One of the most common questions we get in our office is “What is the difference between a revocable living trust and a trust?”. The answer is very simple: nothing. So, what exactly is a revocable living trust? Let’s break it down. A trust is a valuable estate planning document which allows you to have control over your assets and avoid probate while maintaining privacy over both your assets and your estate plan. Now what about the revocable and living bits? The terms living and revocable essentially mean the same thing. The terms Living Trust, Revocable Living Trust, and Revocable Trust all refer to the same document and are documents that can be modified over time. These documents have the ability to grow and “live” with you.
How do you know if you should have a revocable living trust?
The answer depends on many factors and we can help you answer that question. We will get to that in another post. For now, let’s wrap our heads around the idea of a trust. Understanding what a document does for you helps you understand if you need a document.
What is a Trust?
Think of your trust as a bucket. When the trust document is created, you are creating a bucket. You are in charge of your bucket and are a named trustee (in a Trust, the Trustee is the one in charge of the bucket). You have also named a successor trustee, someone else to take care of the bucket after you pass away or if you become incapacitated. Attached to the handle of the bucket are a list of instructions. The trust document is that list of instructions. And while you are alive, you are going to place your assets in the bucket – your home, bank accounts, retirements accounts, personal property, and your investment accounts, just to name a few. When you are no longer able to care for the assets because you are either incapacitated or you have passed away, the bucket is passed on to the next person you named in the trust document. They will care for and distribute the assets in your bucket by following the instructions you left for them on the handle, the trust.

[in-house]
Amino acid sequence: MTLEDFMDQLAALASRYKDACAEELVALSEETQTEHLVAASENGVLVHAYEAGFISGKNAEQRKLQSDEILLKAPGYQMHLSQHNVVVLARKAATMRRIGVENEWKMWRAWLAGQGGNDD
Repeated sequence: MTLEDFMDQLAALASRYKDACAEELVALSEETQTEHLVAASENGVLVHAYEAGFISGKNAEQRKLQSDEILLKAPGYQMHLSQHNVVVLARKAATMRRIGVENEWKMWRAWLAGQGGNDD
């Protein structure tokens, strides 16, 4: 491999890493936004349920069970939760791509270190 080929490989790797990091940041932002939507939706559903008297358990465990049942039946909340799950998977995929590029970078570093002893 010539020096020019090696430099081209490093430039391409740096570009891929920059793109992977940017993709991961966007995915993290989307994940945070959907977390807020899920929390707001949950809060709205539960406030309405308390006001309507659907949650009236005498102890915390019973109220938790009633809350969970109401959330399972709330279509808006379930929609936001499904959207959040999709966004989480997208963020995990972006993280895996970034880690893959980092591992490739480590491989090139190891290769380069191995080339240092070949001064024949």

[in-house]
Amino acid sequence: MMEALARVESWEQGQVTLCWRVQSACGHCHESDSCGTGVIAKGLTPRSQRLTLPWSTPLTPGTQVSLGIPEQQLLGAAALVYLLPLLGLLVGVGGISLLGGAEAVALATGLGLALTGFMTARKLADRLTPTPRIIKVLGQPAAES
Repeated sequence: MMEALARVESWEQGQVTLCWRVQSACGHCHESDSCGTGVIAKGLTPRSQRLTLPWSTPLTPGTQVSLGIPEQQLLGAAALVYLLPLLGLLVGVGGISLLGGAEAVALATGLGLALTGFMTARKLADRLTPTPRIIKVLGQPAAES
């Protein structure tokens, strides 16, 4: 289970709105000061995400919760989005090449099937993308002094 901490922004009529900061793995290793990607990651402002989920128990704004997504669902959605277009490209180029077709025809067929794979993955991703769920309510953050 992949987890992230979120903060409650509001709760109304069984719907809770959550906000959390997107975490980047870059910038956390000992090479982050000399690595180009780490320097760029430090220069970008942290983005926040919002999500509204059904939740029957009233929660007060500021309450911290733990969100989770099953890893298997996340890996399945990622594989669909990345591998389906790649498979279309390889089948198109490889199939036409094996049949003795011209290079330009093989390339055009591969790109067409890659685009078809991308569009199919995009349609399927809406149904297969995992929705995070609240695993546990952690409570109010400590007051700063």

What makes that Trust Revocable?
There are many different kinds of trusts that can be drafted, but when the trust document drafted is a revocable living trust, you are able to change those instructions attached to the handle of the bucket as your life changes. You may have listed someone as your successor trustee who has passed away, or has a life circumstance which would make it extremely difficult to care for your estate. Perhaps you named a sibling as your successor trustee but now your children are old enough to be named as a successor trustee. Having a revocable living trust allows you to make changes to the document, allowing the plan to change and grow as your assets grow and as your life inevitable changes.
Do you need a trust? We can help you decide if a revocable living trust is the best for your and your family.